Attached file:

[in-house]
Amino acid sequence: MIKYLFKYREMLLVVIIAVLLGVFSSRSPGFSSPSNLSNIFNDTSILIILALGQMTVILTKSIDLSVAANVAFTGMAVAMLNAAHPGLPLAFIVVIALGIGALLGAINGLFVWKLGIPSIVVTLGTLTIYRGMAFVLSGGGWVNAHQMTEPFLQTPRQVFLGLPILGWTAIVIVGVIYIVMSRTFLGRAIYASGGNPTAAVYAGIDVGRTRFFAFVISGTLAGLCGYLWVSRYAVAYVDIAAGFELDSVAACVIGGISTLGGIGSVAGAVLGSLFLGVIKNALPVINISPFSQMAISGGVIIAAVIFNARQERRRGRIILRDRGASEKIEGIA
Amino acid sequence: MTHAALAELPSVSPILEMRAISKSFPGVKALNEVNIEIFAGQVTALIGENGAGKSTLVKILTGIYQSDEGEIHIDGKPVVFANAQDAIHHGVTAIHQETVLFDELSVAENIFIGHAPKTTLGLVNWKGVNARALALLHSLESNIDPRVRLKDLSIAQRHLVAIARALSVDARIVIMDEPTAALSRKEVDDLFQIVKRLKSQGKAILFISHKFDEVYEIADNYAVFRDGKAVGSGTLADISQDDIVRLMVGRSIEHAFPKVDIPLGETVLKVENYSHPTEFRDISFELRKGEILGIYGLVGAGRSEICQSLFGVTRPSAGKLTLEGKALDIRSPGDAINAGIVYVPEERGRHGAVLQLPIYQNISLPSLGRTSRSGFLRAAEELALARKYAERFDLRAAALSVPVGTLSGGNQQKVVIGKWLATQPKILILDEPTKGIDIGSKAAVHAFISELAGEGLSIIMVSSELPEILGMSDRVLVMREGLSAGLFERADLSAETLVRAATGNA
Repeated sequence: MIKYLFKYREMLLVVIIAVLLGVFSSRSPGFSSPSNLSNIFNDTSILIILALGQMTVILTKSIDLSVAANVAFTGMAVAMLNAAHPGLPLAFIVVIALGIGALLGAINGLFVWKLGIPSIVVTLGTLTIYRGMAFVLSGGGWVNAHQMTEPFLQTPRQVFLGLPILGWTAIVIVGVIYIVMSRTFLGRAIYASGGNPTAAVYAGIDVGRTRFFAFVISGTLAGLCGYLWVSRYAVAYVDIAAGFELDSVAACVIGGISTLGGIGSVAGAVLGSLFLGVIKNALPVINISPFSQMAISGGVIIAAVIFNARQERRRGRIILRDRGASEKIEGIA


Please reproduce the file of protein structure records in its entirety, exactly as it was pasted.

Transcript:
[in-house]
Amino acid sequence: MIKYLFKYREMLLVVIIAVLLGVFSSRSPGFSSPSNLSNIFNDTSILIILALGQMTVILTKSIDLSVAANVAFTGMAVAMLNAAHPGLPLAFIVVIALGIGALLGAINGLFVWKLGIPSIVVTLGTLTIYRGMAFVLSGGGWVNAHQMTEPFLQTPRQVFLGLPILGWTAIVIVGVIYIVMSRTFLGRAIYASGGNPTAAVYAGIDVGRTRFFAFVISGTLAGLCGYLWVSRYAVAYVDIAAGFELDSVAACVIGGISTLGGIGSVAGAVLGSLFLGVIKNALPVINISPFSQMAISGGVIIAAVIFNARQERRRGRIILRDRGASEKIEGIA
Amino acid sequence: MTHAALAELPSVSPILEMRAISKSFPGVKALNEVNIEIFAGQVTALIGENGAGKSTLVKILTGIYQSDEGEIHIDGKPVVFANAQDAIHHGVTAIHQETVLFDELSVAENIFIGHAPKTTLGLVNWKGVNARALALLHSLESNIDPRVRLKDLSIAQRHLVAIARALSVDARIVIMDEPTAALSRKEVDDLFQIVKRLKSQGKAILFISHKFDEVYEIADNYAVFRDGKAVGSGTLADISQDDIVRLMVGRSIEHAFPKVDIPLGETVLKVENYSHPTEFRDISFELRKGEILGIYGLVGAGRSEICQSLFGVTRPSAGKLTLEGKALDIRSPGDAINAGIVYVPEERGRHGAVLQLPIYQNISLPSLGRTSRSGFLRAAEELALARKYAERFDLRAAALSVPVGTLSGGNQQKVVIGKWLATQPKILILDEPTKGIDIGSKAAVHAFISELAGEGLSIIMVSSELPEILGMSDRVLVMREGLSAGLFERADLSAETLVRAATGNA
Repeated sequence: MIKYLFKYREMLLVVIIAVLLGVFSSRSPGFSSPSNLSNIFNDTSILIILALGQMTVILTKSIDLSVAANVAFTGMAVAMLNAAHPGLPLAFIVVIALGIGALLGAINGLFVWKLGIPSIVVTLGTLTIYRGMAFVLSGGGWVNAHQMTEPFLQTPRQVFLGLPILGWTAIVIVGVIYIVMSRTFLGRAIYASGGNPTAAVYAGIDVGRTRFFAFVISGTLAGLCGYLWVSRYAVAYVDIAAGFELDSVAACVIGGISTLGGIGSVAGAVLGSLFLGVIKNALPVINISPFSQMAISGGVIIAAVIFNARQERRRGRIILRDRGASEKIEGIA